Search for ‘lost’ Filipino films intensifies
Sofia, the Filipino film archivists’ group, should be congratulated for successfully making the search for “lost” movies currently trendy and important. Its monthly screenings of old Filipino films retrieved from the dustbin of forgetfulness, apathy and neglect have whetted film buffs’ zest for other “rescue” efforts to preserve our rapidly dwindling film patrimony.
Most recently, Sofia got veteran producer Mother Lily Monteverde belatedly interested in preserving her own studio’s huge output for the past years and decades. If other producers are similarly reminded and motivated, succeeding generations of Filipino viewers will no longer be robbed of their cinematic past and future.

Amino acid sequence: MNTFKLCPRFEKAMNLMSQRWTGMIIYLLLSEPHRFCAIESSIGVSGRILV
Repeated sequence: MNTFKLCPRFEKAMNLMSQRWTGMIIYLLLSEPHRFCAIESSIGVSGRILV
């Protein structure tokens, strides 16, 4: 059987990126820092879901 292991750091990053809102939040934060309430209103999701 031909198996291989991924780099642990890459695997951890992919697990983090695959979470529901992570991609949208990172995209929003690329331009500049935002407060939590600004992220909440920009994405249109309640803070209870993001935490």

Before Sofia, pioneers in local film preservation and archiving included the Sampaguita Pictures studio, which has managed to preserve copies (in various films and/or video formats) of around one-fourth of its vast filmography—a huge and visionary achievement, despite the Sampaguita archives’ limited resources.
Also a pioneer was the late Fernando Poe Jr., who devised his own inexpensive system for preserving the negatives of his studio’s actioners and dramas. Ronnie reaped the financial rewards of his foresight, because it enabled him to show his old films on TV every five years or so.